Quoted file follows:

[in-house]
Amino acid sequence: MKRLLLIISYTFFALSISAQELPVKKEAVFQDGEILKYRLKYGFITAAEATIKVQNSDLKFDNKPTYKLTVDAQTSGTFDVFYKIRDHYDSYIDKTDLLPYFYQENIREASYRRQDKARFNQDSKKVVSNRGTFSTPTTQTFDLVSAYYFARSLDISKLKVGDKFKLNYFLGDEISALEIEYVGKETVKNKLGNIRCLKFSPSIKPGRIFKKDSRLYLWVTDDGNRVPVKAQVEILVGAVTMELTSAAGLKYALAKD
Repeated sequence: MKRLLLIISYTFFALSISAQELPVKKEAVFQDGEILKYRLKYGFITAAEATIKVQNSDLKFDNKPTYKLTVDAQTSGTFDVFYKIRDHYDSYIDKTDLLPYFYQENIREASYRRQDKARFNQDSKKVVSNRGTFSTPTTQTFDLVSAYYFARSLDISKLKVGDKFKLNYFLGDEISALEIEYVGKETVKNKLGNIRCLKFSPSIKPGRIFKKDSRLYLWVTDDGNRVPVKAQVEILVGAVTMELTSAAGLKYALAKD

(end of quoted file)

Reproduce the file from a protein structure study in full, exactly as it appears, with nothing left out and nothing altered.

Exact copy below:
[in-house]
Amino acid sequence: MKRLLLIISYTFFALSISAQELPVKKEAVFQDGEILKYRLKYGFITAAEATIKVQNSDLKFDNKPTYKLTVDAQTSGTFDVFYKIRDHYDSYIDKTDLLPYFYQENIREASYRRQDKARFNQDSKKVVSNRGTFSTPTTQTFDLVSAYYFARSLDISKLKVGDKFKLNYFLGDEISALEIEYVGKETVKNKLGNIRCLKFSPSIKPGRIFKKDSRLYLWVTDDGNRVPVKAQVEILVGAVTMELTSAAGLKYALAKD
Repeated sequence: MKRLLLIISYTFFALSISAQELPVKKEAVFQDGEILKYRLKYGFITAAEATIKVQNSDLKFDNKPTYKLTVDAQTSGTFDVFYKIRDHYDSYIDKTDLLPYFYQENIREASYRRQDKARFNQDSKKVVSNRGTFSTPTTQTFDLVSAYYFARSLDISKLKVGDKFKLNYFLGDEISALEIEYVGKETVKNKLGNIRCLKFSPSIKPGRIFKKDSRLYLWVTDDGNRVPVKAQVEILVGAVTMELTSAAGLKYALAKD